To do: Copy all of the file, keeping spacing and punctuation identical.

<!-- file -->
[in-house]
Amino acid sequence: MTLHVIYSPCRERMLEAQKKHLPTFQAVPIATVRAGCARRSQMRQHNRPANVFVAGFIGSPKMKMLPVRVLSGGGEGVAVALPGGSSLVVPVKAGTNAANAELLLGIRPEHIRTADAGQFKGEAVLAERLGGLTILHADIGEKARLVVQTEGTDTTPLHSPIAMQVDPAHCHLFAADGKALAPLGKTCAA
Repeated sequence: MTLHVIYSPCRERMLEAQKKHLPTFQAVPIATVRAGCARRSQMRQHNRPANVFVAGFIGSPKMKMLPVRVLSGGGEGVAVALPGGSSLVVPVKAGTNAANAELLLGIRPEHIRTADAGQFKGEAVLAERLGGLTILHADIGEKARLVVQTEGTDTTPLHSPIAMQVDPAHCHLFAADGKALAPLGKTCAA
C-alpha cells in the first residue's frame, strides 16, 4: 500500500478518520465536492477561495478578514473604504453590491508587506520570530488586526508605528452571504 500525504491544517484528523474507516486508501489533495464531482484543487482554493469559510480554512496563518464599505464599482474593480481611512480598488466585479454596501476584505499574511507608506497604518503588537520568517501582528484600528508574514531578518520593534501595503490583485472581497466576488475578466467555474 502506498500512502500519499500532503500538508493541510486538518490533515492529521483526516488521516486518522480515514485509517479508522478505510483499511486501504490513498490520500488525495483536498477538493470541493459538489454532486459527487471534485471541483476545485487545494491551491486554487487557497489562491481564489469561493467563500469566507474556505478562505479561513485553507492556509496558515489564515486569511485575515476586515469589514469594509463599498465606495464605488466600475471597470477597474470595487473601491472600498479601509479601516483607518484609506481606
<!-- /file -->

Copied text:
[in-house]
Amino acid sequence: MTLHVIYSPCRERMLEAQKKHLPTFQAVPIATVRAGCARRSQMRQHNRPANVFVAGFIGSPKMKMLPVRVLSGGGEGVAVALPGGSSLVVPVKAGTNAANAELLLGIRPEHIRTADAGQFKGEAVLAERLGGLTILHADIGEKARLVVQTEGTDTTPLHSPIAMQVDPAHCHLFAADGKALAPLGKTCAA
Repeated sequence: MTLHVIYSPCRERMLEAQKKHLPTFQAVPIATVRAGCARRSQMRQHNRPANVFVAGFIGSPKMKMLPVRVLSGGGEGVAVALPGGSSLVVPVKAGTNAANAELLLGIRPEHIRTADAGQFKGEAVLAERLGGLTILHADIGEKARLVVQTEGTDTTPLHSPIAMQVDPAHCHLFAADGKALAPLGKTCAA
C-alpha cells in the first residue's frame, strides 16, 4: 500500500478518520465536492477561495478578514473604504453590491508587506520570530488586526508605528452571504 500525504491544517484528523474507516486508501489533495464531482484543487482554493469559510480554512496563518464599505464599482474593480481611512480598488466585479454596501476584505499574511507608506497604518503588537520568517501582528484600528508574514531578518520593534501595503490583485472581497466576488475578466467555474 502506498500512502500519499500532503500538508493541510486538518490533515492529521483526516488521516486518522480515514485509517479508522478505510483499511486501504490513498490520500488525495483536498477538493470541493459538489454532486459527487471534485471541483476545485487545494491551491486554487487557497489562491481564489469561493467563500469566507474556505478562505479561513485553507492556509496558515489564515486569511485575515476586515469589514469594509463599498465606495464605488466600475471597470477597474470595487473601491472600498479601509479601516483607518484609506481606